Maybe I’m just not into Nenê Hilario because of his name.

I can understand why he wanted to go from Maybyner Rodney Hilario to Nenê Hilario – his nickname as a youngster because he was the Nenê, or baby, of the family – although Maybyner is kind of a cool name and Rodney Hilario has a nice ring to it.

But now I’m way confused. Why is it no longer just Nenê but now Nenê Hilario? And why is it Nenê on second reference and not Hilario? And how come he only gets the accent sometimes (I’m giving it to him this time but usually I don’t). And wouldn’t you go with something more original, since there were three Brazilian soccer players who used the nickname, as well as a 19th century Bavarian princess? And wouldn’t you change Hilario, since it’s almost Hilarious, instead of the first two names?

A bigger question I’ve been asking myself is why did I drop Nenê earlier in the year. At the time I had way too many injuries, and no one was going to trade for a headcase injury risk with a revolving door moniker. Since then, of course, he has managed several huge games and some decent numbers, and I shame myself with a whip every morning for dropping him outright without at least riding it out a little. Don’t tell anyone.

Please, blog, may I have some more?

With all of the fantasy advice out there, is it ever really possible to sell high?

Everyone from the newbies to the expert players knows that Andrew Bogut is playing well. And playing a lot. And that he has a closet full of expensive suits to show for all the time he’s spent on the end of benches.

And we all have the file on the Australian Bogey Man. He’s had some amazing runs of board-n-block brilliance, albiet runs that have been more damaged than a “Crocodile Dundee” sequel. Stress fractures, awful falls, weird treatments and a mega-trade involving Kwame Brown (ew) have weighed down the bright spots in Bogut’s career like a Bloomin’ Onion that sits in your belly for days and won’t come out.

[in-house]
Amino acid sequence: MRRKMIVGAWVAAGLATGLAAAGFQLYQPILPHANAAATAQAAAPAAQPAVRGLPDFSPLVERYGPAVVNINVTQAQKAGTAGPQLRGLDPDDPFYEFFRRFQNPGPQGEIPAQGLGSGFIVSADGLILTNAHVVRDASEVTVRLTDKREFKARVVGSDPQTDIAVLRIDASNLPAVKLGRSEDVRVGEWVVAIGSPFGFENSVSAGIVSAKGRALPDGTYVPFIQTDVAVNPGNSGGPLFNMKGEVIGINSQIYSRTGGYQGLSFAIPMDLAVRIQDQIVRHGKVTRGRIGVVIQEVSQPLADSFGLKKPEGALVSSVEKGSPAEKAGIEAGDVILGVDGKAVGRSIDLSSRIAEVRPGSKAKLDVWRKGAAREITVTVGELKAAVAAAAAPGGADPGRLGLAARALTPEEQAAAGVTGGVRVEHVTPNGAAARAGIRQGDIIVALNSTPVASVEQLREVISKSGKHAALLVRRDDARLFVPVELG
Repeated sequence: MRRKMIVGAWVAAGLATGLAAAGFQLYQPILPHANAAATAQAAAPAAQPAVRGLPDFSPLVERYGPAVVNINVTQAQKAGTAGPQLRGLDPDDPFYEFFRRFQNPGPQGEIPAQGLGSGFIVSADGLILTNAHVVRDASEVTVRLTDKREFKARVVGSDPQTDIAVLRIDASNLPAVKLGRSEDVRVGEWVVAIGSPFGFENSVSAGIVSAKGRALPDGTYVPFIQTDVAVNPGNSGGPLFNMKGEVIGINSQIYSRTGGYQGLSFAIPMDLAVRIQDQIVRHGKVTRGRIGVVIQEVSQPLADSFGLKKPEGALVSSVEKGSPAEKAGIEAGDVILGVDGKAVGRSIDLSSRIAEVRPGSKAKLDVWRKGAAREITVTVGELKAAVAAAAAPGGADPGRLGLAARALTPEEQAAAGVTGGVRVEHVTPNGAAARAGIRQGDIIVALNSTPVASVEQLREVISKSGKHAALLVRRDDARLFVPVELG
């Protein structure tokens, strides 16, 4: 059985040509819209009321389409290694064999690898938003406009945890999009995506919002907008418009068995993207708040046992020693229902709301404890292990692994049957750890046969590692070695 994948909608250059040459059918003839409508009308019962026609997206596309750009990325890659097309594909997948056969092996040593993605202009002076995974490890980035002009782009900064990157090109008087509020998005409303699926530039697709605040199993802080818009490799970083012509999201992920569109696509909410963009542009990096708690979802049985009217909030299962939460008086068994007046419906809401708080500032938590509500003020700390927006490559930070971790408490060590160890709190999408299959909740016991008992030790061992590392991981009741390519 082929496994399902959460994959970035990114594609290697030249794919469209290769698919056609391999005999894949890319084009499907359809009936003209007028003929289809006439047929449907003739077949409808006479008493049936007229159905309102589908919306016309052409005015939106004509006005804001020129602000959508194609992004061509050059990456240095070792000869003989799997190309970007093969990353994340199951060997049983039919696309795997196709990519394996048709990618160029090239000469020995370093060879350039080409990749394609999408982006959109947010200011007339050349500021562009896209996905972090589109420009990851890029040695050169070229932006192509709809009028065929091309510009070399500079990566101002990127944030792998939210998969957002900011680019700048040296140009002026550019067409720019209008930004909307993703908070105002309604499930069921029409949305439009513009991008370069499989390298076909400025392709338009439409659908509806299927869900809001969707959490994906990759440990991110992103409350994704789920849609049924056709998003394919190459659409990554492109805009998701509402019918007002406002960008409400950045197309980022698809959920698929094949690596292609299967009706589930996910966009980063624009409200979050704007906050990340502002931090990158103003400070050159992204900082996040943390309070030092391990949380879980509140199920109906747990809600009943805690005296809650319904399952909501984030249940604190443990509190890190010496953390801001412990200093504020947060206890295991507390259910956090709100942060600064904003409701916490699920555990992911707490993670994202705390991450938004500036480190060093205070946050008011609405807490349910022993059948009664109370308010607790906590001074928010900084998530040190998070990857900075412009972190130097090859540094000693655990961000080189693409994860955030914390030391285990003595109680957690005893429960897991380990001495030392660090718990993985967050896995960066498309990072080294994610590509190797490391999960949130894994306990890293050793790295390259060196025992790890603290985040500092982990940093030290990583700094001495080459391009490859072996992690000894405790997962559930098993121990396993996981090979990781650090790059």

Please, blog, may I have some more?

Hide your kids, hide your wife, crank up the Owl City and hand me a KFC Double Down. The Class of 2010 is in the hizzous!

That’s right, it’s looking like that draft wasn’t so bad after all, what with a healed and dazzling John Wall; the Doug Collins-less, unleashed Evan Turner; a settled-in DeMarcus Cousins; Boards-N-Blocks favorite Greg Monroe; my NBA BFF Paul George; and now Derrick Favors, who – here we go again – appears he has achieved Breakout Status.

Had a 21-13-3 against Denver, a 12-12-2 but with 5 steals (!) vs. the Pelicans, a monster 20-18-3 against the Spurs and then had a more typical Favors effort with a 17-7-1 in Oakland.

Some say this means he’s out of the buy-low window now. But that means, at least to me, he’s in the sell high. I need to see consistent beastly efforts, or a 20-point, 20-board game (hell Nikola Vucevic does this in his sleep), and until then I’ll keep saying to trade him whenever he gets hot.

Please, blog, may I have some more?

For some reason, the hype coming into this year was all about Andre Drummond and how he was gonna punk Greg Monroe and take all his boards and blocks and the such. These same people drafted Drummond in the same round as Monroe and in some cases even higher. They were Monroe haters, just like Mr. Rush on “Too Close For Comfort” and the Federalists.

But now those same peeps who slept on the big guy are flipping out in classic Ted Knight style.

Monroe has been a stud for Mo Cheeks, racking up almost 12 boards and 2 blocks per contest. He’s also scoring 16.3 ppg and hitting 54 percent of his shots. In his most recent game, against Oklahoma City on Friday, he compiled 15 boards and 3 blocks to go along with 20 points – a vintage big man stat line.

Please, blog, may I have some more?

Coming into this year, the fantasy freaks of the world had two guys on their radar as far as Phoenix Suns centers. Would it be one-time fantasy darling and all-the-time Polish Hammer Marcin Gortat, or lottery pick Alex Len, who could either end up as a modern-day Jon Koncak or a white Dwight Howard.

How about neither? Gortat was traded to the Washington Cheese Wiz in a very odd trade where the Suns ended up with a protected first-round pick and a frozen-in-Carbonite Emeka Okafor – which really isn’t that different than Emeka Okafor – while the ex-Bullets got Gortat and three guys they waived.

Len, meanwhile, is injured, and won’t be ready even when he’s ready, if that makes any sense.

And all of this is perfectly fine in the retirement capital of the world.

Please, blog, may I have some more?